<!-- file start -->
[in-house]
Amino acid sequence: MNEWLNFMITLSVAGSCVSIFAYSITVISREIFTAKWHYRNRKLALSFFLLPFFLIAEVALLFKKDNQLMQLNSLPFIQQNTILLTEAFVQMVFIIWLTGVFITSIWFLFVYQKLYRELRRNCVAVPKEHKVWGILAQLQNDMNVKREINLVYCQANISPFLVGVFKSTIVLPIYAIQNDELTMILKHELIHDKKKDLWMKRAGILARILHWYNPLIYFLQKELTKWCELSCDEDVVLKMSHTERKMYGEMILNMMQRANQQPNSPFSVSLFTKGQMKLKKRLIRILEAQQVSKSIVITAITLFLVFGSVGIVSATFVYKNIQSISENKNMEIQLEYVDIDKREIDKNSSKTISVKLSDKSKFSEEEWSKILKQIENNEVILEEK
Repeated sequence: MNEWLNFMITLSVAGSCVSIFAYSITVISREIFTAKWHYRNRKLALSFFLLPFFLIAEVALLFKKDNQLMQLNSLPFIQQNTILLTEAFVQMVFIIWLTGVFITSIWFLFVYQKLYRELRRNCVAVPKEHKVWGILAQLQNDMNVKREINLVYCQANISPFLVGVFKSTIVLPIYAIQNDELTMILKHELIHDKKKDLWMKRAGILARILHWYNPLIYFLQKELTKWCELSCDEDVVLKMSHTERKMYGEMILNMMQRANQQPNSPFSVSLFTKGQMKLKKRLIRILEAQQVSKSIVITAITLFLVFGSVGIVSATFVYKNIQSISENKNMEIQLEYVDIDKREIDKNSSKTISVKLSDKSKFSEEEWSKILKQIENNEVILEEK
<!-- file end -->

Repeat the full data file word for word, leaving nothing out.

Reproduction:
[in-house]
Amino acid sequence: MNEWLNFMITLSVAGSCVSIFAYSITVISREIFTAKWHYRNRKLALSFFLLPFFLIAEVALLFKKDNQLMQLNSLPFIQQNTILLTEAFVQMVFIIWLTGVFITSIWFLFVYQKLYRELRRNCVAVPKEHKVWGILAQLQNDMNVKREINLVYCQANISPFLVGVFKSTIVLPIYAIQNDELTMILKHELIHDKKKDLWMKRAGILARILHWYNPLIYFLQKELTKWCELSCDEDVVLKMSHTERKMYGEMILNMMQRANQQPNSPFSVSLFTKGQMKLKKRLIRILEAQQVSKSIVITAITLFLVFGSVGIVSATFVYKNIQSISENKNMEIQLEYVDIDKREIDKNSSKTISVKLSDKSKFSEEEWSKILKQIENNEVILEEK
Repeated sequence: MNEWLNFMITLSVAGSCVSIFAYSITVISREIFTAKWHYRNRKLALSFFLLPFFLIAEVALLFKKDNQLMQLNSLPFIQQNTILLTEAFVQMVFIIWLTGVFITSIWFLFVYQKLYRELRRNCVAVPKEHKVWGILAQLQNDMNVKREINLVYCQANISPFLVGVFKSTIVLPIYAIQNDELTMILKHELIHDKKKDLWMKRAGILARILHWYNPLIYFLQKELTKWCELSCDEDVVLKMSHTERKMYGEMILNMMQRANQQPNSPFSVSLFTKGQMKLKKRLIRILEAQQVSKSIVITAITLFLVFGSVGIVSATFVYKNIQSISENKNMEIQLEYVDIDKREIDKNSSKTISVKLSDKSKFSEEEWSKILKQIENNEVILEEK